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  • in length and 6 in height, which has been supposed to commemorate the great naval victory of Conon over the Lacedaemonians in 394 B.C. Among the minor antiquities obtained from the city itself, or the great necropolis to the east, perhaps the most interesting are the leaden KarrccB€o oc, or imprecationary tablets, found in the temple of Demeter, and copied in facsimile in the appendix to the second volume of Newton's work.

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  • At the very beginning of the war the Lacedaemonians looked for help from the Dorian Siceliots.

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  • Unable to force their way through Argolis, the Lacedaemonians early set themselves to secure the passage through the central plateau.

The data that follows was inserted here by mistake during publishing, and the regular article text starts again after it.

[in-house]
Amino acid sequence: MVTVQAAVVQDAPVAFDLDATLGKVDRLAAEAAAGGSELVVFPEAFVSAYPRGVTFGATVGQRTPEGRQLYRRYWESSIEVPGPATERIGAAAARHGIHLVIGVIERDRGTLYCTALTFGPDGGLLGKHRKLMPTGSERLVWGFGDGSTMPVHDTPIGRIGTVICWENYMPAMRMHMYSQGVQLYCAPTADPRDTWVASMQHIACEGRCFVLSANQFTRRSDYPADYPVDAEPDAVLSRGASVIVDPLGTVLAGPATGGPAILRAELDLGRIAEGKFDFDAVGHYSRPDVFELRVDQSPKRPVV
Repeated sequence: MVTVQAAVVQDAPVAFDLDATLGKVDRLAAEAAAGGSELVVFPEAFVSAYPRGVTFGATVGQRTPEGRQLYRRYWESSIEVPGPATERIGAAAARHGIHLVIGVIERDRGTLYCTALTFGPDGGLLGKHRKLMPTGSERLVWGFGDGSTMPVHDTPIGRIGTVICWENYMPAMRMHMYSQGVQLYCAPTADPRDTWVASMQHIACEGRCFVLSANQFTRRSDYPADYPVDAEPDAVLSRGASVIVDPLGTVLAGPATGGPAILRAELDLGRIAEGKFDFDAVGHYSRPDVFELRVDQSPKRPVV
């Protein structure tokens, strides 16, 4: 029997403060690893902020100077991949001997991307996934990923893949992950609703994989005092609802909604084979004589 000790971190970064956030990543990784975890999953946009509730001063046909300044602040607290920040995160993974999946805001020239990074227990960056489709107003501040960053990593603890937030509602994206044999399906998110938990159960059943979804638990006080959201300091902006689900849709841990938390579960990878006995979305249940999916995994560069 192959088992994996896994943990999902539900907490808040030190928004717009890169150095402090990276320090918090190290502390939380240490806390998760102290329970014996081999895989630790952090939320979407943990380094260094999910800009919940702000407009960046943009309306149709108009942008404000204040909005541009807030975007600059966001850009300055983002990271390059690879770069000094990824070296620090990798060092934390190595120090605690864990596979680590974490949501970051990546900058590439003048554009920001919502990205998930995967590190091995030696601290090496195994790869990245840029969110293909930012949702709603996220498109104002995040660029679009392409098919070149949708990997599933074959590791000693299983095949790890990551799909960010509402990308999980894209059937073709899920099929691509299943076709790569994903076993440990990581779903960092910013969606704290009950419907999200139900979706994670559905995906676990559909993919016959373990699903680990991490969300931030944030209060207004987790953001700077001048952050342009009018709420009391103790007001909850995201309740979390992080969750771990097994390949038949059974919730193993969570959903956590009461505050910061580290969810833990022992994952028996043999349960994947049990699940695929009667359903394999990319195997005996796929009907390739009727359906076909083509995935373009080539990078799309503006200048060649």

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  • Three roads lead to Athens from the Boeotian frontier over the intervening mountain barrier - the easternmost over Parnes, from Delium and Oropus by Decelea, which was the usual route of the invading Lacedaemonians during the Peloponnesian War; the westernmost over Cithaeron, by the pass of Dryoscephalae, or the "Oakheads," leading from Thebes by Plataea to Eleusis, and so to Athens, which we hear of in connexion with the battle of Plataea, and with the escape of the Plataeans at the time of the siege of that city in the Peloponnesian War; the third, midway between the two, by the pass of Phyle, near the summit of which, on a rugged height overlooking the Athenian plain, is the fort occupied by Thrasybulus in the days of the Thirty Tyrants.

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  • 8), and in the 4th century the Lacedaemonians for having occupied the citadel of Thebes in time of peace (Diod.